And so made significant . . .

around the world, and through the centuries

17 December

1762
James Boswell,
writer

‘I mentioned to Sheridan [Thomas Sheridan, actor, and father of Richard Brinsley Sheridan] how difficult it was to be acquainted with people of fashion in London: that they have a reserve and a forbidding shyness to strangers. He accounted for it thus: “The strangers that come here are idle and unemployed; they don’t know what to do, and they are anxious to get acquaintances. Whereas the genteel people, who have lived long in town, have got acquaintances enough; their time is all filled up. And till they find a man particularly worth knowing, they are very backward. But when you once get their friendship, you have them firm to you.” ’

Young Boswell in London

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1832
Charles Cavendish Fulke Greville,
civil servant

‘On Sunday I heard Anderson preach. He does not write his sermons, but preaches from notes; very eloquent, voice and manner perfect, one of the best I ever heard, both preacher and reader.

The borough elections are nearly over, and have satisfied the Government. They do not seem to be bad on the whole; the metropolitans have sent good men enough, and there was no tumult in the town. At Hertford Buncombe was routed by Salisbury’s long purse. He hired such a numerous mob besides that he carried all before him. Some very bad characters have been returned; among the worst, Faithful here [George Faithful - a nonconformist preacher and attorney - was one of the first two MPs returned for Brighton after it was created a Parliamentary Constituency]; Gronow at Stafford; Gully, Pontefract; [. . .]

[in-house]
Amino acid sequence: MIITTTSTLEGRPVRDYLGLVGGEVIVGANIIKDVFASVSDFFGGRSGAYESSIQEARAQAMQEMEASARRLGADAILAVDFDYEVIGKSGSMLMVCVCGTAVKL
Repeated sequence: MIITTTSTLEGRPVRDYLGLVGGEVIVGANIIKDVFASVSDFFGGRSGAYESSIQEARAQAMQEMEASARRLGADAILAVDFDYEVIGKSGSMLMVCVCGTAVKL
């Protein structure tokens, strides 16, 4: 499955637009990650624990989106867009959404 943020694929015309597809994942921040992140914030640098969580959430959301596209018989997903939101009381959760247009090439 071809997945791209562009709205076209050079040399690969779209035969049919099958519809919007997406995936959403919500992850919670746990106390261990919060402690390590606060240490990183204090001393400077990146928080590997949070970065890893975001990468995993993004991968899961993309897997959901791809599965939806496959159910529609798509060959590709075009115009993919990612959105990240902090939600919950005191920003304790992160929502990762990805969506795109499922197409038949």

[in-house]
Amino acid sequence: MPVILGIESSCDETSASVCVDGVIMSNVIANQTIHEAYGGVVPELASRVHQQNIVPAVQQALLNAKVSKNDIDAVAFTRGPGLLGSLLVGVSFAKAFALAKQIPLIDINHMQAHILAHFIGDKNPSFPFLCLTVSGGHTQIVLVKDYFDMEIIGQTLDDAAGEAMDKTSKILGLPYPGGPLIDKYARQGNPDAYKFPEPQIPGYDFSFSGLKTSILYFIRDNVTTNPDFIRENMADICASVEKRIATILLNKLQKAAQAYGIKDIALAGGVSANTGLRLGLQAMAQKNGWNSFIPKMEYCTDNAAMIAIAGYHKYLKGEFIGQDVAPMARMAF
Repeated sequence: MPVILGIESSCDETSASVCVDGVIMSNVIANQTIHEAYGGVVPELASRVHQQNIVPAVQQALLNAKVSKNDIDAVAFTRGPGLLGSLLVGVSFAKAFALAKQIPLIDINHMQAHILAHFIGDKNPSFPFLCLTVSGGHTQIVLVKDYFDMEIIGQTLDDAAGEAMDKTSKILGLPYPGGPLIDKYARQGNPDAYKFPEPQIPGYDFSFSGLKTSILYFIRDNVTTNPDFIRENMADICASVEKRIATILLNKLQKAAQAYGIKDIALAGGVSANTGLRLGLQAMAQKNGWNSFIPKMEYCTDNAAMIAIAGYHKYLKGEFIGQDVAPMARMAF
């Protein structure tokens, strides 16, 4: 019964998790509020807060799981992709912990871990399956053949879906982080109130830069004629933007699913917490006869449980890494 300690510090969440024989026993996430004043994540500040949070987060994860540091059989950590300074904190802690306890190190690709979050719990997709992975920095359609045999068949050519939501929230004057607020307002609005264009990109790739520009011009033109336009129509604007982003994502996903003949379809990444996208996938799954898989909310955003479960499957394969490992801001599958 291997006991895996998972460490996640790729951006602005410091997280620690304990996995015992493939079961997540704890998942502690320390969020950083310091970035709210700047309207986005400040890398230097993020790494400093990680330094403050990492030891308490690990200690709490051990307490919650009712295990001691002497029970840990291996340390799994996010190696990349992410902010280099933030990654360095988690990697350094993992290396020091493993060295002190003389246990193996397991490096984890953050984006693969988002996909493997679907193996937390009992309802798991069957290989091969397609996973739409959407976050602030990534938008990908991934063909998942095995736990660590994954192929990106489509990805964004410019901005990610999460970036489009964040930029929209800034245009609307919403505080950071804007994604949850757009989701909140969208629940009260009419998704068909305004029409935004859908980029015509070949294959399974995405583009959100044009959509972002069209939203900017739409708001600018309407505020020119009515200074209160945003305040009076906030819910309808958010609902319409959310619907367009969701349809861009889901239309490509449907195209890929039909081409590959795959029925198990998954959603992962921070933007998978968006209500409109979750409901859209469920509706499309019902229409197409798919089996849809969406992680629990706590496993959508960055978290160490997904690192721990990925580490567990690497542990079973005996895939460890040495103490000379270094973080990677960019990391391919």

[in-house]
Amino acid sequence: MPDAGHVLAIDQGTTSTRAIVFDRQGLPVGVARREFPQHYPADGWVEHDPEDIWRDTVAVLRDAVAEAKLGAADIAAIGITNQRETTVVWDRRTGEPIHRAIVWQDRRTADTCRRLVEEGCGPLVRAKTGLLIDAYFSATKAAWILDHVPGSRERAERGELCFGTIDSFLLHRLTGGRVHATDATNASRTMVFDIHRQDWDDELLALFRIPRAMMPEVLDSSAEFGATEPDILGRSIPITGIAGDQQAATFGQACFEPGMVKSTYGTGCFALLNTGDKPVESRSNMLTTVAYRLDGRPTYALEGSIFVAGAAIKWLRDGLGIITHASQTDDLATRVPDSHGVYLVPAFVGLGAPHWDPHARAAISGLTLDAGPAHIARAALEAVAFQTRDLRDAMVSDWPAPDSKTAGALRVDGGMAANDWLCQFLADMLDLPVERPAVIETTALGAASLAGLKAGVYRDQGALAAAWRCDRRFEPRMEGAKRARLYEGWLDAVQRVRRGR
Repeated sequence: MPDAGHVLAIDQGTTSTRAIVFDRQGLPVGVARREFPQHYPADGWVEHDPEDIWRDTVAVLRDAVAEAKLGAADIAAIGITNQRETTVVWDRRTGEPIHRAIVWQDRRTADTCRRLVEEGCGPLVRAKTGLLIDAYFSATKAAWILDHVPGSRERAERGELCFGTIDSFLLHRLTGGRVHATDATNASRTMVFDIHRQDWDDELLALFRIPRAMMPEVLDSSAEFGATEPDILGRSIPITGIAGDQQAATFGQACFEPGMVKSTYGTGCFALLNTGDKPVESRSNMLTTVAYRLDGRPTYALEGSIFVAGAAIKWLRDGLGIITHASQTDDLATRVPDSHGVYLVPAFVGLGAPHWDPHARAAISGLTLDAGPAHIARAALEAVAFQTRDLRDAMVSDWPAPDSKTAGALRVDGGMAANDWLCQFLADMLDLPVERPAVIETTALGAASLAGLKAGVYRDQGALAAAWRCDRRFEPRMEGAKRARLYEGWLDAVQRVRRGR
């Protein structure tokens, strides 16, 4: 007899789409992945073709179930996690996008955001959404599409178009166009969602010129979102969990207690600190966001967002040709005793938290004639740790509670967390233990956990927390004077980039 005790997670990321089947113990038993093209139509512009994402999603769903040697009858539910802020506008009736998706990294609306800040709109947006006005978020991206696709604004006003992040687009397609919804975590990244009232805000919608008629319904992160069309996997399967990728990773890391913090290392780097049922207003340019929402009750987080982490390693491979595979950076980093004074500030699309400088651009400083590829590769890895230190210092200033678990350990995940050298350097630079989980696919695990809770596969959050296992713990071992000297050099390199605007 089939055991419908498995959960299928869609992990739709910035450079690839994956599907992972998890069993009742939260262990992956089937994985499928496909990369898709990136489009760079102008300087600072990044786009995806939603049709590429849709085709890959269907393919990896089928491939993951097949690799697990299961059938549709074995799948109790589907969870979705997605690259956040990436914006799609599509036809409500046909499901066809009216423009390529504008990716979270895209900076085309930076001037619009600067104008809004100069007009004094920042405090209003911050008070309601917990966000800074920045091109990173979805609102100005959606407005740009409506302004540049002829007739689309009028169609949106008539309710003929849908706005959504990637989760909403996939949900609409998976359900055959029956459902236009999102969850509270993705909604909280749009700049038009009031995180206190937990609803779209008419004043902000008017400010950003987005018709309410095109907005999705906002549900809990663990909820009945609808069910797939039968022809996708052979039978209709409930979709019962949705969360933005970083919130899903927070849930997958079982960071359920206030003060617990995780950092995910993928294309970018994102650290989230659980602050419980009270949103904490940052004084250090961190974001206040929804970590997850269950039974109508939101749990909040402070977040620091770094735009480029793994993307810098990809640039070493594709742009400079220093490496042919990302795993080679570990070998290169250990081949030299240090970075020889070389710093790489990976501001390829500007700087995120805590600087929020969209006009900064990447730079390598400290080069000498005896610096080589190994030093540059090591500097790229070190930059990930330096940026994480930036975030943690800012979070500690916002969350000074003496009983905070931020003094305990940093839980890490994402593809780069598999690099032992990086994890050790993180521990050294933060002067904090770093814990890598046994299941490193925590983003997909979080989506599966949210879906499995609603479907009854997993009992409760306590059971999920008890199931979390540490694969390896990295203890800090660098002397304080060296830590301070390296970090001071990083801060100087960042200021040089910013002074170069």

Gully’s history is extraordinary. He was taken out of prison twenty-five or thirty years ago by Hellish to fight Pierce, surnamed the ‘Game Chicken,’ being then a butcher’s apprentice; he fought him and was beaten. He afterwards fought Belcher (I believe), and Gresson twice, and left the prizering with the reputation of being the best man in it. He then took to the turf, was successful, established himself at Newmarket, where he kept a hell, and began a system of corruption of trainers, jockeys, and boys, which put the secrets of all Newmarket at his disposal, and in a few years made him rich.